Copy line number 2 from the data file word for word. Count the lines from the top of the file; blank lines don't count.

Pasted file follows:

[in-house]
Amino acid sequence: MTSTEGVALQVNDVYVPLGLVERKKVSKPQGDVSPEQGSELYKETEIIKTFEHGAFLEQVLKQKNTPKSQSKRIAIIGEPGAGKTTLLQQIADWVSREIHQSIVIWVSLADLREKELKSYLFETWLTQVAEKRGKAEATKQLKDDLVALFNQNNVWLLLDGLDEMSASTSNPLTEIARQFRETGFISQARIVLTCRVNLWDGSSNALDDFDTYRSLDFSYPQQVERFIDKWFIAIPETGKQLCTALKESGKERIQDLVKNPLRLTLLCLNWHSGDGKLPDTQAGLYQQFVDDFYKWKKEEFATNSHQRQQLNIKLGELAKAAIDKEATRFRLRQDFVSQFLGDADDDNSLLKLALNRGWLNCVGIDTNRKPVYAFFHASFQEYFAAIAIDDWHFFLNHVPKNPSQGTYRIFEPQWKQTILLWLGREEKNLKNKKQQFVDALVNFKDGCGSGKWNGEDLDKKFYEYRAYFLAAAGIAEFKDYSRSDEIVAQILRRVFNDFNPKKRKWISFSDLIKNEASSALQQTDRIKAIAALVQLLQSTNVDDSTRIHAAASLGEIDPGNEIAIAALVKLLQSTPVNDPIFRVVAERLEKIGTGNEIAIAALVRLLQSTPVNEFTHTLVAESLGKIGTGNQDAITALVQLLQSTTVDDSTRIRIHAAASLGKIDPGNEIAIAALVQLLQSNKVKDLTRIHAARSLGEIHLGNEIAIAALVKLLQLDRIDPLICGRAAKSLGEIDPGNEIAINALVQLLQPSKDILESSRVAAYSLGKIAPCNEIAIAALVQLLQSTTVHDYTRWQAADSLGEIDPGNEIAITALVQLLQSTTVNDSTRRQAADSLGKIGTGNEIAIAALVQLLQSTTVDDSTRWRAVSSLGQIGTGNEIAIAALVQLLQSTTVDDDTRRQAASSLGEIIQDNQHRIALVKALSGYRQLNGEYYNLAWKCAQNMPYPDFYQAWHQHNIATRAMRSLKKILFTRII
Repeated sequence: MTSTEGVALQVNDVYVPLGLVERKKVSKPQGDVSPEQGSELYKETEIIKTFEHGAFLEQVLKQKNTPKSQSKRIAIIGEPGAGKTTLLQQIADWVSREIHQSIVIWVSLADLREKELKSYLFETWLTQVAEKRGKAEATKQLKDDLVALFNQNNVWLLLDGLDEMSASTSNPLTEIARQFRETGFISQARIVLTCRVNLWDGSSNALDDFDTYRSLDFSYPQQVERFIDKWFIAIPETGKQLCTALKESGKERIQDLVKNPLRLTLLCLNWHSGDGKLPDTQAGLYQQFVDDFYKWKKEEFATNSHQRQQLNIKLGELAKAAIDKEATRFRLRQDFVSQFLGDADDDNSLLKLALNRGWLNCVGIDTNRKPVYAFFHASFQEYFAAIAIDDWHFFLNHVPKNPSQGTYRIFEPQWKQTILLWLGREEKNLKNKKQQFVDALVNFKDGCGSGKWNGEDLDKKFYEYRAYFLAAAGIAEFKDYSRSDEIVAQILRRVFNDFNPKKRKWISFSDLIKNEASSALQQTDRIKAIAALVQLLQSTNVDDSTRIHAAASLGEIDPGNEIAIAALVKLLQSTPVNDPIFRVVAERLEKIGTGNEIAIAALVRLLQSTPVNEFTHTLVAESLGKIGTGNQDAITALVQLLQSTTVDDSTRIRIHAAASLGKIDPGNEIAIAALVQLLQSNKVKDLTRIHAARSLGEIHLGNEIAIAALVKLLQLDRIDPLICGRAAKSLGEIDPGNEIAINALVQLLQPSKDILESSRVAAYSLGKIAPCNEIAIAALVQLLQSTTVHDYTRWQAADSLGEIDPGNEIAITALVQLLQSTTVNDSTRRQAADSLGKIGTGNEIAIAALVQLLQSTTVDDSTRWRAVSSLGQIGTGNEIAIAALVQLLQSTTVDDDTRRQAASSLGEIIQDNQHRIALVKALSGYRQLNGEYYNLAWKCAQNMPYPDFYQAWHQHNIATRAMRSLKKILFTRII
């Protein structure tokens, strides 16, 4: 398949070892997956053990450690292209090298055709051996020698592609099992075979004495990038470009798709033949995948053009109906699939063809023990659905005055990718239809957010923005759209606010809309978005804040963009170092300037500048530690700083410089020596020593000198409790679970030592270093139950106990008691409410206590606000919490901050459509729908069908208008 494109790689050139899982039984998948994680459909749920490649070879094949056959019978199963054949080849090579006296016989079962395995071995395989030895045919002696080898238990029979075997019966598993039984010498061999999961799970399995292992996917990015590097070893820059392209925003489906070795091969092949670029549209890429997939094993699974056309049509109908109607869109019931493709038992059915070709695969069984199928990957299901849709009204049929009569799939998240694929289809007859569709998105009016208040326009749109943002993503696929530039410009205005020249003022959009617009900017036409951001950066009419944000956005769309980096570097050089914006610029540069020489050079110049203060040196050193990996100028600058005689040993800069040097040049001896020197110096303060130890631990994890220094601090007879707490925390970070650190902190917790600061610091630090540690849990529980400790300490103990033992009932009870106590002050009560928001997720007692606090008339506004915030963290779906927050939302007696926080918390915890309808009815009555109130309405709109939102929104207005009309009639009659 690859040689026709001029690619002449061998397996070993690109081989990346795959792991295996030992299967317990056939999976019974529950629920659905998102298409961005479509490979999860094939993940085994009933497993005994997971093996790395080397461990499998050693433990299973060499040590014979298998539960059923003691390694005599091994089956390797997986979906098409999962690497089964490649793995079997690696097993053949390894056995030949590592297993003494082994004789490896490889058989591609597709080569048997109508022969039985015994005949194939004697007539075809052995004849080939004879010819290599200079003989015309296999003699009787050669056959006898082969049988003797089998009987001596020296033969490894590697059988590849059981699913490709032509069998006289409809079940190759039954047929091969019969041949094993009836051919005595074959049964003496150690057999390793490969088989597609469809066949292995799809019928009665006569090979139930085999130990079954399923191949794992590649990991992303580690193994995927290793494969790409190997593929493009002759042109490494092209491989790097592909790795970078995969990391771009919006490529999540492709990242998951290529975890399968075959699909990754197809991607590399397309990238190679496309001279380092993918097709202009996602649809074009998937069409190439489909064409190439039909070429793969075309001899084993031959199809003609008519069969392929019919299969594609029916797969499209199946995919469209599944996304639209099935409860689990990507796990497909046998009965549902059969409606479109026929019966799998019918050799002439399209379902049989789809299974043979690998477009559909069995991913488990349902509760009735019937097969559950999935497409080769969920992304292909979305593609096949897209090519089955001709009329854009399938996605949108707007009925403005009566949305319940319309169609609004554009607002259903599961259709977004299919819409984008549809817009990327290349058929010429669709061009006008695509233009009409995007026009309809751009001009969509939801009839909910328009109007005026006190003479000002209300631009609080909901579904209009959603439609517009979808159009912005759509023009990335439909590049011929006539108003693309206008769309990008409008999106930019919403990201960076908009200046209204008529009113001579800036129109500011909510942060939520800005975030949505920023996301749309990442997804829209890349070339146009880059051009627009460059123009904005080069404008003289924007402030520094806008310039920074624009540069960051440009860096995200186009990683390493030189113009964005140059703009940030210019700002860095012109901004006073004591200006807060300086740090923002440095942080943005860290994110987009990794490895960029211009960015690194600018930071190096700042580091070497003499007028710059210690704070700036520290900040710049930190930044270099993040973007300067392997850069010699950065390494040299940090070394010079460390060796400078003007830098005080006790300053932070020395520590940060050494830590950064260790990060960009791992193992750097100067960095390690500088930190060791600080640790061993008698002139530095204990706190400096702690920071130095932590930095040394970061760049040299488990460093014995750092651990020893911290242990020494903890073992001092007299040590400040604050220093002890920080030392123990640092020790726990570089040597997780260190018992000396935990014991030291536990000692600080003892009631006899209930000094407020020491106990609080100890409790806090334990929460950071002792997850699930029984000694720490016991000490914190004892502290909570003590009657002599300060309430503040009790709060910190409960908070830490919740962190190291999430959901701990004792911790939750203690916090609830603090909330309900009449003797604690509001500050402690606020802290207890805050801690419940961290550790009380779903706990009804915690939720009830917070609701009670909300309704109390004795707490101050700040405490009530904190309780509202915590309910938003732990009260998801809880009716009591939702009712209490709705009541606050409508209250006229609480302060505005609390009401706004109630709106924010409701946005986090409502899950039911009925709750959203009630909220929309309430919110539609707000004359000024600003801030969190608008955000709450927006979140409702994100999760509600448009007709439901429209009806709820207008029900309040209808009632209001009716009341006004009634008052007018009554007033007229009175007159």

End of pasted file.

Amino acid sequence: MTSTEGVALQVNDVYVPLGLVERKKVSKPQGDVSPEQGSELYKETEIIKTFEHGAFLEQVLKQKNTPKSQSKRIAIIGEPGAGKTTLLQQIADWVSREIHQSIVIWVSLADLREKELKSYLFETWLTQVAEKRGKAEATKQLKDDLVALFNQNNVWLLLDGLDEMSASTSNPLTEIARQFRETGFISQARIVLTCRVNLWDGSSNALDDFDTYRSLDFSYPQQVERFIDKWFIAIPETGKQLCTALKESGKERIQDLVKNPLRLTLLCLNWHSGDGKLPDTQAGLYQQFVDDFYKWKKEEFATNSHQRQQLNIKLGELAKAAIDKEATRFRLRQDFVSQFLGDADDDNSLLKLALNRGWLNCVGIDTNRKPVYAFFHASFQEYFAAIAIDDWHFFLNHVPKNPSQGTYRIFEPQWKQTILLWLGREEKNLKNKKQQFVDALVNFKDGCGSGKWNGEDLDKKFYEYRAYFLAAAGIAEFKDYSRSDEIVAQILRRVFNDFNPKKRKWISFSDLIKNEASSALQQTDRIKAIAALVQLLQSTNVDDSTRIHAAASLGEIDPGNEIAIAALVKLLQSTPVNDPIFRVVAERLEKIGTGNEIAIAALVRLLQSTPVNEFTHTLVAESLGKIGTGNQDAITALVQLLQSTTVDDSTRIRIHAAASLGKIDPGNEIAIAALVQLLQSNKVKDLTRIHAARSLGEIHLGNEIAIAALVKLLQLDRIDPLICGRAAKSLGEIDPGNEIAINALVQLLQPSKDILESSRVAAYSLGKIAPCNEIAIAALVQLLQSTTVHDYTRWQAADSLGEIDPGNEIAITALVQLLQSTTVNDSTRRQAADSLGKIGTGNEIAIAALVQLLQSTTVDDSTRWRAVSSLGQIGTGNEIAIAALVQLLQSTTVDDDTRRQAASSLGEIIQDNQHRIALVKALSGYRQLNGEYYNLAWKCAQNMPYPDFYQAWHQHNIATRAMRSLKKILFTRII